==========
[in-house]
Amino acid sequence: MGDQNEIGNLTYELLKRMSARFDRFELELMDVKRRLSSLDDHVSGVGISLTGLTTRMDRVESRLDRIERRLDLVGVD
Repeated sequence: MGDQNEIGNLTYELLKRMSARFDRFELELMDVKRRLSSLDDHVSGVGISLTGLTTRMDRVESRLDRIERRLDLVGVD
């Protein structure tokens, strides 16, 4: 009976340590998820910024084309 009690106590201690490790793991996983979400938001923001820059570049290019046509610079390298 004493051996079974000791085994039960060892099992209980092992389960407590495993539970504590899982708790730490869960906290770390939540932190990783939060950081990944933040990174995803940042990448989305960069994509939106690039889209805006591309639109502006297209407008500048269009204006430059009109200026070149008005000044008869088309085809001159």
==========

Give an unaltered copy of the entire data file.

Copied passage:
[in-house]
Amino acid sequence: MGDQNEIGNLTYELLKRMSARFDRFELELMDVKRRLSSLDDHVSGVGISLTGLTTRMDRVESRLDRIERRLDLVGVD
Repeated sequence: MGDQNEIGNLTYELLKRMSARFDRFELELMDVKRRLSSLDDHVSGVGISLTGLTTRMDRVESRLDRIERRLDLVGVD
């Protein structure tokens, strides 16, 4: 009976340590998820910024084309 009690106590201690490790793991996983979400938001923001820059570049290019046509610079390298 004493051996079974000791085994039960060892099992209980092992389960407590495993539970504590899982708790730490869960906290770390939540932190990783939060950081990944933040990174995803940042990448989305960069994509939106690039889209805006591309639109502006297209407008500048269009204006430059009109200026070149008005000044008869088309085809001159």